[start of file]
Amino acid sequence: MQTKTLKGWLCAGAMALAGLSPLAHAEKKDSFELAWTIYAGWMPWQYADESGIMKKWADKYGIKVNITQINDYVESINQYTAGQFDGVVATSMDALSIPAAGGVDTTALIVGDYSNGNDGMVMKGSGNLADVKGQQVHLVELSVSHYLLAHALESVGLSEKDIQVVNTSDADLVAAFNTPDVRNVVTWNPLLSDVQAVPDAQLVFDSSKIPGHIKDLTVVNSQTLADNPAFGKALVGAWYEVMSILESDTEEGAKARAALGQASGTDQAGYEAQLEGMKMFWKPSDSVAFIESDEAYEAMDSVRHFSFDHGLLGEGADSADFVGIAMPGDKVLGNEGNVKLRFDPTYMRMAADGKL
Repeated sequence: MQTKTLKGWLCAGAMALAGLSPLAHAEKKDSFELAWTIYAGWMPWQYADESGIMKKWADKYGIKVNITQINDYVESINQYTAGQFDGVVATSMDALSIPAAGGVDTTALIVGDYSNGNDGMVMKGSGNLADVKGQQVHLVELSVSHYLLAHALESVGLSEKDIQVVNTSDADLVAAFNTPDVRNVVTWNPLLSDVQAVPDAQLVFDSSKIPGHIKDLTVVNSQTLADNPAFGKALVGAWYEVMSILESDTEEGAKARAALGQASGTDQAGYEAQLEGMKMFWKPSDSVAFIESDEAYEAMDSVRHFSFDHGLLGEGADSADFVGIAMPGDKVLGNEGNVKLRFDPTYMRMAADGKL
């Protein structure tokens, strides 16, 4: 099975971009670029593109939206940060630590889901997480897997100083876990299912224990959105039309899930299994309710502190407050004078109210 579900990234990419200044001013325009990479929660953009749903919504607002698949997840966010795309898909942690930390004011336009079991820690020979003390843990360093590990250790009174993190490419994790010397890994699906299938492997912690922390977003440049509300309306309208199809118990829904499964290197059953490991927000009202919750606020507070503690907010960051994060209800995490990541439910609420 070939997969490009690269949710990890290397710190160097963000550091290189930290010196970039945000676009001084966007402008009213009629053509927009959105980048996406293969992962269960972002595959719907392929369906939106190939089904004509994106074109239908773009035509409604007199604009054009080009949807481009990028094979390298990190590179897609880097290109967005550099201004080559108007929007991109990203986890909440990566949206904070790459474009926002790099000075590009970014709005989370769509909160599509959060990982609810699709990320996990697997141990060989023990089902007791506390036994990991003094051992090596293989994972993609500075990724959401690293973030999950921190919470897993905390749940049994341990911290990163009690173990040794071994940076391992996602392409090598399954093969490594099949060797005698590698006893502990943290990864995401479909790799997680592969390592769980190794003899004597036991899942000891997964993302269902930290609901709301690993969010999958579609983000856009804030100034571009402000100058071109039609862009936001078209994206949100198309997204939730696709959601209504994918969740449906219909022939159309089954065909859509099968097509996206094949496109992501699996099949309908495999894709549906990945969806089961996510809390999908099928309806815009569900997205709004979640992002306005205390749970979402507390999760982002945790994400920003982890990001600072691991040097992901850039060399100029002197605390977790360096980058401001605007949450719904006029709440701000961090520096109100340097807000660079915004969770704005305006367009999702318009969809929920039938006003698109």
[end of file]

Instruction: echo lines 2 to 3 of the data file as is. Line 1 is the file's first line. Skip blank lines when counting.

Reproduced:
Repeated sequence: MQTKTLKGWLCAGAMALAGLSPLAHAEKKDSFELAWTIYAGWMPWQYADESGIMKKWADKYGIKVNITQINDYVESINQYTAGQFDGVVATSMDALSIPAAGGVDTTALIVGDYSNGNDGMVMKGSGNLADVKGQQVHLVELSVSHYLLAHALESVGLSEKDIQVVNTSDADLVAAFNTPDVRNVVTWNPLLSDVQAVPDAQLVFDSSKIPGHIKDLTVVNSQTLADNPAFGKALVGAWYEVMSILESDTEEGAKARAALGQASGTDQAGYEAQLEGMKMFWKPSDSVAFIESDEAYEAMDSVRHFSFDHGLLGEGADSADFVGIAMPGDKVLGNEGNVKLRFDPTYMRMAADGKL
């Protein structure tokens, strides 16, 4: 099975971009670029593109939206940060630590889901997480897997100083876990299912224990959105039309899930299994309710502190407050004078109210 579900990234990419200044001013325009990479929660953009749903919504607002698949997840966010795309898909942690930390004011336009079991820690020979003390843990360093590990250790009174993190490419994790010397890994699906299938492997912690922390977003440049509300309306309208199809118990829904499964290197059953490991927000009202919750606020507070503690907010960051994060209800995490990541439910609420 070939997969490009690269949710990890290397710190160097963000550091290189930290010196970039945000676009001084966007402008009213009629053509927009959105980048996406293969992962269960972002595959719907392929369906939106190939089904004509994106074109239908773009035509409604007199604009054009080009949807481009990028094979390298990190590179897609880097290109967005550099201004080559108007929007991109990203986890909440990566949206904070790459474009926002790099000075590009970014709005989370769509909160599509959060990982609810699709990320996990697997141990060989023990089902007791506390036994990991003094051992090596293989994972993609500075990724959401690293973030999950921190919470897993905390749940049994341990911290990163009690173990040794071994940076391992996602392409090598399954093969490594099949060797005698590698006893502990943290990864995401479909790799997680592969390592769980190794003899004597036991899942000891997964993302269902930290609901709301690993969010999958579609983000856009804030100034571009402000100058071109039609862009936001078209994206949100198309997204939730696709959601209504994918969740449906219909022939159309089954065909859509099968097509996206094949496109992501699996099949309908495999894709549906990945969806089961996510809390999908099928309806815009569900997205709004979640992002306005205390749970979402507390999760982002945790994400920003982890990001600072691991040097992901850039060399100029002197605390977790360096980058401001605007949450719904006029709440701000961090520096109100340097807000660079915004969770704005305006367009999702318009969809929920039938006003698109």